The motor control and transition between stopped and running states is fairly complex. The run relay (second from the left bottom) controls the motor. When it is energized the motor starts to run. When it is off, the motor terminals are shorted together to ensure a fast stop (otherwise the motor can take too long to stop and the system keeps on going.) The GO- input starts the system running when the user presses the start button. However this operation is only enabled when the dial is in the neutral position to prevent the user running the program in the middle of a dial return. This is facilitated by some contacts on a relay on the CREG unit via its GOEN- line and this is connected in series with the button and the GO- input.
In the motor stopped state, the B_NG+ (B no gap) input is active because the motor always stops with the cam gap on the A side, i.e. A_G- is active and A_NG- is inactive. This means that if the user presses the start button, the GO- line is activated and the right hand of the three relays gets energized. Once that happens, it holds itself on and so it doesn’t matter when the user releases the start button. When this relay turns on it drives the run relay to turn on which starts the motor running. Eventually as the motor rotates, the B_NG+ line gets deactivated and so the start relay gets cancelled, but by that time, the A_NG- line will have been activated because the motor cam is no longer in the A side gap, and so the run relay will be temporarily held on. If the motor continued to run, it would eventually stop when the A_NG- line went off, but by that time, the B_G- signal will have clocked the state machine into state S1. A non-zero state is detected by the four diodes that provide an OR input to the first set of contacts on the run relay. These ensure that this relay remains latched on until the end of the program when state S0 is once again entered. This orderly turn off of the system competes when the motor runs around once again to the A gap side and A_NG- is deactivated, stopping the motor at that phase.
When the run relay is active, it holds a set of contacts in which drives the state machine RES_N- line (and the EXPREG reset line), ensuring that the state machine can function. These contacts get their input from the left bottom relay on the schematic, which is the cancel relay. If the user presses the cancel button it is able to stop the program from running by immediately forcing the state machine into state S0, after which it will turn off the run relay when the motor gets round to the A side. A CLEAROUT- signal is also generated to reset the AE register via a diode OR with the AERES- line from the EXPREG.
There are two power supplies for the machine. The main supply provides 13.5V DC at 22A and is a switched mode power supply unit. The power supply output is split into five different circuits which are each fused at 5A. Each circuit supplies six modules. Typically the machine takes around 5A during the idle state, and up to 15A while calculating, mostly current pulses during the AC register and AE register shift when the AE DFLIP input relays are energized.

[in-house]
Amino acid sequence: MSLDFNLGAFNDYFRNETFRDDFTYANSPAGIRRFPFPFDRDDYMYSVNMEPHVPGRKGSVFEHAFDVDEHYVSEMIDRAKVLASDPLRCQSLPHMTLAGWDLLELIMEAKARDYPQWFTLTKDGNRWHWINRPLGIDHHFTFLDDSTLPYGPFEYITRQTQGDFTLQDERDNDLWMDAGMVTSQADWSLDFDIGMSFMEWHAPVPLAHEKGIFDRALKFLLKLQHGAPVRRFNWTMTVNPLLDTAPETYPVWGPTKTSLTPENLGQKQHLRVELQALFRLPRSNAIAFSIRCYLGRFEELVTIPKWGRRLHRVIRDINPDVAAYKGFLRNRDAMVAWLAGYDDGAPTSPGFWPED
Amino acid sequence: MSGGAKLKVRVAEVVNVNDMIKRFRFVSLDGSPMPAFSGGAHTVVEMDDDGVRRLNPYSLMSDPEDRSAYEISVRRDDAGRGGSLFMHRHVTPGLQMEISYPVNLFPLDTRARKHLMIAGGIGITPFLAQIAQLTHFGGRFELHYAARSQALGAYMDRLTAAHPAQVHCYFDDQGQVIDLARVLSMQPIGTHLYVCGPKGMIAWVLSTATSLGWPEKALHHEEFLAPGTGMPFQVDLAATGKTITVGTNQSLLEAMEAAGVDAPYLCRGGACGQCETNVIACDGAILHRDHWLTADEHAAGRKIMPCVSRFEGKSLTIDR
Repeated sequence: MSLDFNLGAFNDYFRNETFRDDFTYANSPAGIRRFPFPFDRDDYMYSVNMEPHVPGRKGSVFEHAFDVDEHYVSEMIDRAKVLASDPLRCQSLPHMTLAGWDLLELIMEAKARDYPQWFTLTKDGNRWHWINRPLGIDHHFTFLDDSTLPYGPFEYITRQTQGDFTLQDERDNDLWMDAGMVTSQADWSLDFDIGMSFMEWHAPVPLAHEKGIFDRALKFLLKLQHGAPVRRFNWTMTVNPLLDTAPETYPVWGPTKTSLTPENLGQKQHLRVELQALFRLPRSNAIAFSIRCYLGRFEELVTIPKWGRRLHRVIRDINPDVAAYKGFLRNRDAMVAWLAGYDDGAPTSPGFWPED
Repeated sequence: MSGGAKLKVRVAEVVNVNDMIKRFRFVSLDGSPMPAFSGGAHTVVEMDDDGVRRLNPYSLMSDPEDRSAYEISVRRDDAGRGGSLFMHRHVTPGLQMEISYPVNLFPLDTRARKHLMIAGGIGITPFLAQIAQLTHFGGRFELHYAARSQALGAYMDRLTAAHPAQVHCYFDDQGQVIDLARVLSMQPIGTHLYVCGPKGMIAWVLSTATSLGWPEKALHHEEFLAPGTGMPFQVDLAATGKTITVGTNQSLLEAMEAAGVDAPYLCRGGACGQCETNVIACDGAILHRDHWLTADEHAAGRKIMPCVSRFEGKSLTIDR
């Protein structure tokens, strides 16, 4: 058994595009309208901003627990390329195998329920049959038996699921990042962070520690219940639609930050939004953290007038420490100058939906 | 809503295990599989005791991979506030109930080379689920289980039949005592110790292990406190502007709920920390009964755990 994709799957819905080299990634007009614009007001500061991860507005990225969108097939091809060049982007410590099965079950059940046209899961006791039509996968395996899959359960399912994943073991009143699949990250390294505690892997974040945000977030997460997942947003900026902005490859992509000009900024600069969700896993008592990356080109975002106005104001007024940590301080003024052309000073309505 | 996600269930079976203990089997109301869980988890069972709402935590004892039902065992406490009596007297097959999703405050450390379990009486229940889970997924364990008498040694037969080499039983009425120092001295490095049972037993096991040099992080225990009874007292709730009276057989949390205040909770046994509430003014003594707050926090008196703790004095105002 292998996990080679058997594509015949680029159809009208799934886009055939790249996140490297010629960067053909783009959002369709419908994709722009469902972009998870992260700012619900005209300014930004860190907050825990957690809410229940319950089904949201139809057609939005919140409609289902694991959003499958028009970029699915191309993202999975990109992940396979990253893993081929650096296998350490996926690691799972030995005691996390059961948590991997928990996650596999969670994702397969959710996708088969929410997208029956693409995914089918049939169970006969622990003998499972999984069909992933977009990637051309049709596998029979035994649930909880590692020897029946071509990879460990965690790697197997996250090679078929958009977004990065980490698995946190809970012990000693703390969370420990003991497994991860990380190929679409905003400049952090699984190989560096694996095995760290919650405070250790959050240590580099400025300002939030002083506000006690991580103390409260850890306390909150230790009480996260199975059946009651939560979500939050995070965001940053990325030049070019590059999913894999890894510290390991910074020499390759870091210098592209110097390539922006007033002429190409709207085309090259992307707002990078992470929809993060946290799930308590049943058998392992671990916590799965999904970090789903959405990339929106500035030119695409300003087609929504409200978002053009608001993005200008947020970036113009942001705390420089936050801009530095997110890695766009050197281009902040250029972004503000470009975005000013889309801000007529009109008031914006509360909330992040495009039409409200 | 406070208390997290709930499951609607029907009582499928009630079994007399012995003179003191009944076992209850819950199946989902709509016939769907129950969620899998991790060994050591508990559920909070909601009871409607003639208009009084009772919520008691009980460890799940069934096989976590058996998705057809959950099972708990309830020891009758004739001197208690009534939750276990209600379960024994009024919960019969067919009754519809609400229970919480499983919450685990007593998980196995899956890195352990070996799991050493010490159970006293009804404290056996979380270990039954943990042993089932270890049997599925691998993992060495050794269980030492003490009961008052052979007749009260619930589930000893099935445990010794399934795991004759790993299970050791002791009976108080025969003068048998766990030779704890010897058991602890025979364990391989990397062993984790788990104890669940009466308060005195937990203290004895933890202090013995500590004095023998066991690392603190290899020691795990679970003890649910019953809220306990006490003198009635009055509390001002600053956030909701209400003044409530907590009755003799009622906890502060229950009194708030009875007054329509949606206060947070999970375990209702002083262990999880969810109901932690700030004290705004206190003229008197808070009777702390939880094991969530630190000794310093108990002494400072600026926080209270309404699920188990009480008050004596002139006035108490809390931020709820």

The high voltage supply for the Nixie tube anodes is a 170V boost converter designed to produce more than 20mA.
The display makes use of eight Russian IN14 Nixie tubes. These have ten numbers plus a decimal point and operate at around 170V DC with a maximum current of 2.5mA. There is an anode resistor for each display tube.
The clock unit consists of a motor with a brass cam attached and this operates two microswitches in alternation to produce a two phase clock cycle. The motor is a 6V gear motor and should not be connected directly to the 13.5V supply! The motor is controlled by a PWM speed controller. This circuit consists of a 555 timer IC connected to a MOSFET. The front panel speed adjustment potentiometer controls the mark space ratio of the 555 output waveform and therefore the time that the motor is on. The control range is limited using resistors so that the motor cannot run too fast. If the motor runs too fast then the machine will start to produce incorrect results.
The rest of the control panel consists of the power switch, decimal point button, clear button, run button and the phone dial for entering the numbers.
Issues and Refinements
The main issue I found was that the machine ran slower than intended because of the hold lines interfering with the subtractor functions and making the ripple carry take a lot longer to settle. I added a unit to help with this. This two-relay unit acts as a monostable and shortens the pulse to the LOAD2MSB- line. The effect is that the load from the input to the output relays in the AC register MSB is much faster and this gives more time for the subtractor to settle. It brings the speed almost to the design speed of around 2 cycles per second.
Another issue was that after the machine had been running for some time it started malfunctioning. This turned out to be a set of bad relay contacts on the auxiliary load relay on B14 and so I had to move over some load / hold lines so that they ran from different contacts. This was just done using the screw terminals because of the difficulty of replacing relays.